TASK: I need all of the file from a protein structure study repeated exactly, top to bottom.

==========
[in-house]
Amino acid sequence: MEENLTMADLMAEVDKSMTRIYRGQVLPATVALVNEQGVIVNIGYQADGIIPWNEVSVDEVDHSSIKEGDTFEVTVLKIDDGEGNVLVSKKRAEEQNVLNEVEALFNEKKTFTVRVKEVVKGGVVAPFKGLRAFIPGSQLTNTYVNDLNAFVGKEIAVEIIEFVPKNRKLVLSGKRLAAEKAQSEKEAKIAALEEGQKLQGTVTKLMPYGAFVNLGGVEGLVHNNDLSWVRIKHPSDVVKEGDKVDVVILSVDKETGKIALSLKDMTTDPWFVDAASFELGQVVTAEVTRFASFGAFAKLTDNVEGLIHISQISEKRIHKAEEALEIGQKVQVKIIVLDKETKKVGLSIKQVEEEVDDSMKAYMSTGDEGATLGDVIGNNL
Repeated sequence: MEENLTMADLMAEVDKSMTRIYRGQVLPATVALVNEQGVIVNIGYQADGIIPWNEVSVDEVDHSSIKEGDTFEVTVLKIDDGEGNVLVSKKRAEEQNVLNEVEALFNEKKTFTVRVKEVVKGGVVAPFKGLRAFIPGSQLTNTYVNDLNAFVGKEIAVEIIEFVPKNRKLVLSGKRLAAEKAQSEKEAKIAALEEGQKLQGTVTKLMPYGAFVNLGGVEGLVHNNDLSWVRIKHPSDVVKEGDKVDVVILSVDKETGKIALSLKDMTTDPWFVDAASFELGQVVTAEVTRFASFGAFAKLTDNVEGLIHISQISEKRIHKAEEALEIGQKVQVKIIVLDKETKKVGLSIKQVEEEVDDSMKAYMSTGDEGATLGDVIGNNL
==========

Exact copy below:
[in-house]
Amino acid sequence: MEENLTMADLMAEVDKSMTRIYRGQVLPATVALVNEQGVIVNIGYQADGIIPWNEVSVDEVDHSSIKEGDTFEVTVLKIDDGEGNVLVSKKRAEEQNVLNEVEALFNEKKTFTVRVKEVVKGGVVAPFKGLRAFIPGSQLTNTYVNDLNAFVGKEIAVEIIEFVPKNRKLVLSGKRLAAEKAQSEKEAKIAALEEGQKLQGTVTKLMPYGAFVNLGGVEGLVHNNDLSWVRIKHPSDVVKEGDKVDVVILSVDKETGKIALSLKDMTTDPWFVDAASFELGQVVTAEVTRFASFGAFAKLTDNVEGLIHISQISEKRIHKAEEALEIGQKVQVKIIVLDKETKKVGLSIKQVEEEVDDSMKAYMSTGDEGATLGDVIGNNL
Repeated sequence: MEENLTMADLMAEVDKSMTRIYRGQVLPATVALVNEQGVIVNIGYQADGIIPWNEVSVDEVDHSSIKEGDTFEVTVLKIDDGEGNVLVSKKRAEEQNVLNEVEALFNEKKTFTVRVKEVVKGGVVAPFKGLRAFIPGSQLTNTYVNDLNAFVGKEIAVEIIEFVPKNRKLVLSGKRLAAEKAQSEKEAKIAALEEGQKLQGTVTKLMPYGAFVNLGGVEGLVHNNDLSWVRIKHPSDVVKEGDKVDVVILSVDKETGKIALSLKDMTTDPWFVDAASFELGQVVTAEVTRFASFGAFAKLTDNVEGLIHISQISEKRIHKAEEALEIGQKVQVKIIVLDKETKKVGLSIKQVEEEVDDSMKAYMSTGDEGATLGDVIGNNL